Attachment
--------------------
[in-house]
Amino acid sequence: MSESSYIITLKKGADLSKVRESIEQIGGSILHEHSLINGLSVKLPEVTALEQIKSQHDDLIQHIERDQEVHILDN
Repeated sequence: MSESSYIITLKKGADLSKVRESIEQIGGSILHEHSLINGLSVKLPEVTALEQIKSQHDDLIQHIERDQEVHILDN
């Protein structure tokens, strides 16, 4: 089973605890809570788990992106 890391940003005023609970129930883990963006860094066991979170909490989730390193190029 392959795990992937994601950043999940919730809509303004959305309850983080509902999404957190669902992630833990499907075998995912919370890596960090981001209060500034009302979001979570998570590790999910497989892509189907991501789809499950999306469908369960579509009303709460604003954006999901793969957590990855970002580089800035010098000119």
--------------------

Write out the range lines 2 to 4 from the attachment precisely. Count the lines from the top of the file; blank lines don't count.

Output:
Amino acid sequence: MSESSYIITLKKGADLSKVRESIEQIGGSILHEHSLINGLSVKLPEVTALEQIKSQHDDLIQHIERDQEVHILDN
Repeated sequence: MSESSYIITLKKGADLSKVRESIEQIGGSILHEHSLINGLSVKLPEVTALEQIKSQHDDLIQHIERDQEVHILDN
């Protein structure tokens, strides 16, 4: 089973605890809570788990992106 890391940003005023609970129930883990963006860094066991979170909490989730390193190029 392959795990992937994601950043999940919730809509303004959305309850983080509902999404957190669902992630833990499907075998995912919370890596960090981001209060500034009302979001979570998570590790999910497989892509189907991501789809499950999306469908369960579509009303709460604003954006999901793969957590990855970002580089800035010098000119």